There seems to be a bit of a backlash against minimalism going on at the moment and I wanted to share some of my thoughts on this. Because minimalism really isn’t what many people think it is.
It appears that lots of people decided that decluttering and organising equals minimalism (they don’t) and they don’t like how they now feel, having gotten rid of lots of their stuff because someone told them to. I’ve seen numerous posts saying someone has tried minimalism and didn’t like it, so they’re going back to maximalism (as it’s being called). There doesn’t appear to be any balance between the two. Shouldn’t there be? Something called normal, perhaps? Minimalism is being seen as a passing fad or phase, but it’s neither and shouldn’t be viewed as such.
Minimalism Is Not About Getting Rid Of Everything
It isn’t about getting rid of everything you own and living in an empty house or apartment. It’s not about spending zero money all year. By all means take part in no-spend months – your bank account will definitely thank you for it – but that’s not minimalism. And it definitely isn’t about austerity. Minimalism isn’t about giving up everything you love: things that make you feel good, or add value to your life.
I believe the confusion around minimalism began when the number of people pushing decluttering and organising methods exploded (primarily social media influencers and wannabe influencers). Everywhere you look, someone is telling you that you must buy this storage system. You must get rid of that and stop buying this, or you must have a certain number of clothes in your wardrobe – this is fabulous for some people, but not all. Some call a tidy organised home minimalist and it’s just not the case. There is so much conflicting advice around at the moment – it’s confusing, and furthermore it just isn’t essential!
Minimalism Is Not About Having Nothing
Read that again. Should you decide to live like that as a minimalist, that’s entirely down to you and fair play to you – we can all choose exactly how we want to live after all. But if someone says your walls must all be painted white, please ask why? If you like colour, have colour. You like lots of throws to wrap yourself in on a chilly evening? (Let’s face it, it’s cheaper than popping the heating on right now!) Then have them. But be intentional about it.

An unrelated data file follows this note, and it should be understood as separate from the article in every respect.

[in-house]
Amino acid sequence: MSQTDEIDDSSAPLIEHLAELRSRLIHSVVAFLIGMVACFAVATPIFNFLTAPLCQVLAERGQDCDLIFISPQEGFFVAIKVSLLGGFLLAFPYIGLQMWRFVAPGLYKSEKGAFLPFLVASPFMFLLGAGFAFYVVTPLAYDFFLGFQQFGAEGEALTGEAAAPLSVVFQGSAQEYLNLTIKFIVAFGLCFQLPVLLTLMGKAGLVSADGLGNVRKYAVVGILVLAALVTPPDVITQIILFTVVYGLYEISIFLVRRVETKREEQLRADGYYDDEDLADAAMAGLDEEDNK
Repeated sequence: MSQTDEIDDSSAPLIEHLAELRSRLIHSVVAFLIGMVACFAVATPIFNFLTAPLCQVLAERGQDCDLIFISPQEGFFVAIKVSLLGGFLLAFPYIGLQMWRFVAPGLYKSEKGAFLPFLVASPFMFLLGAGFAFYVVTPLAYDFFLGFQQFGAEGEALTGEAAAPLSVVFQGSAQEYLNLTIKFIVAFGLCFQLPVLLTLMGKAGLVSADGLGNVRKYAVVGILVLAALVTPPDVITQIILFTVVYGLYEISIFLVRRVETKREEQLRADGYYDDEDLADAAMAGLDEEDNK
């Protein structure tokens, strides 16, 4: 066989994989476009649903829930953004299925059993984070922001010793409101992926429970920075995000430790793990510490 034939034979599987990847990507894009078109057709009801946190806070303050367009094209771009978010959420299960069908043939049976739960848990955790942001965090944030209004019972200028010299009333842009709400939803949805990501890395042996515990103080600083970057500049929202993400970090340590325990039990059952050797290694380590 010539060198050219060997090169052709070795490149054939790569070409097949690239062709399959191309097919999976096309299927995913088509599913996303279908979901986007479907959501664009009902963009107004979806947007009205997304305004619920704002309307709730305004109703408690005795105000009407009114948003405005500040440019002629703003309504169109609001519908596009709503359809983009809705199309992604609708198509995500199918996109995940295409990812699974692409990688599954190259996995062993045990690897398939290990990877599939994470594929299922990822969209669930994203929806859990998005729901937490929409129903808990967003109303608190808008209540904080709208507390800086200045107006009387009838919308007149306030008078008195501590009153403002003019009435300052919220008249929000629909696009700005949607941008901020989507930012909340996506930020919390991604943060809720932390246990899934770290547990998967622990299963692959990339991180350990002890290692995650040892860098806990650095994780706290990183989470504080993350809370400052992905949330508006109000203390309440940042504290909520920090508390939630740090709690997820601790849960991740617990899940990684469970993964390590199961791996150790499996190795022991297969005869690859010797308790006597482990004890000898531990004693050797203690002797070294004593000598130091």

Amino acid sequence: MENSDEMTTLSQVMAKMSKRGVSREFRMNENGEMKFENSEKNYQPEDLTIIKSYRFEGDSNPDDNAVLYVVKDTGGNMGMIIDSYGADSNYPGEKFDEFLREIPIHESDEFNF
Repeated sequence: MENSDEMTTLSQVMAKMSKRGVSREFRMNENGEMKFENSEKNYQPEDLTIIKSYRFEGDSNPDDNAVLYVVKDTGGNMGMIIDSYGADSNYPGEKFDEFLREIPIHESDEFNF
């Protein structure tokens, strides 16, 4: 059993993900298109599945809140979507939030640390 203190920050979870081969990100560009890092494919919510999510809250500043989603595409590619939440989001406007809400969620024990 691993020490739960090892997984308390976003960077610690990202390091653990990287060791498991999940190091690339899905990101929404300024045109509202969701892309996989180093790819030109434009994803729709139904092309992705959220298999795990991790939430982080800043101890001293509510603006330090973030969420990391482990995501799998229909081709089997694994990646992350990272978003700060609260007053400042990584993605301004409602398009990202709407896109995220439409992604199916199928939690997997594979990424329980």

Don’t buy stuff just for decoration because an influencer shows you theirs and somehow creates the desire within you for you to be exactly the same: for your home to be a carbon copy of theirs. You shouldn’t feel any pressure to conform to a certain aesthetic just because you want to reduce your consumption or reduce your impact on the planet (although these two things can go hand in hand, of course).
Minimalism is about being intentional. Intentional about our spending; about what we bring or allow into our homes, our worlds, and our lives. It’s about choosing quality over quantity and reducing our impact on the planet and her finite resources.
Living intentionally gives us more freedom: freedom from consumerism; from spending for spending’s sake; from ‘trying to keep up with the Jones’ or the latest fads and trends. It creates time freedom, too, because when you own less, you spend less time maintaining stuff. And when you’re buying quality items that last, you spend less time shopping, too (and less money in the long run).
You can have a cosy, warm home and still be a minimalist, because your actions and intentions dictate what being a minimalist means to you, not the number of things you do or don’t own.
What are your thoughts? Do you consider you are living intentionally, or do you find it difficult to ignore current trends? Are you a spender or a saver? Please share your thoughts in the comments below.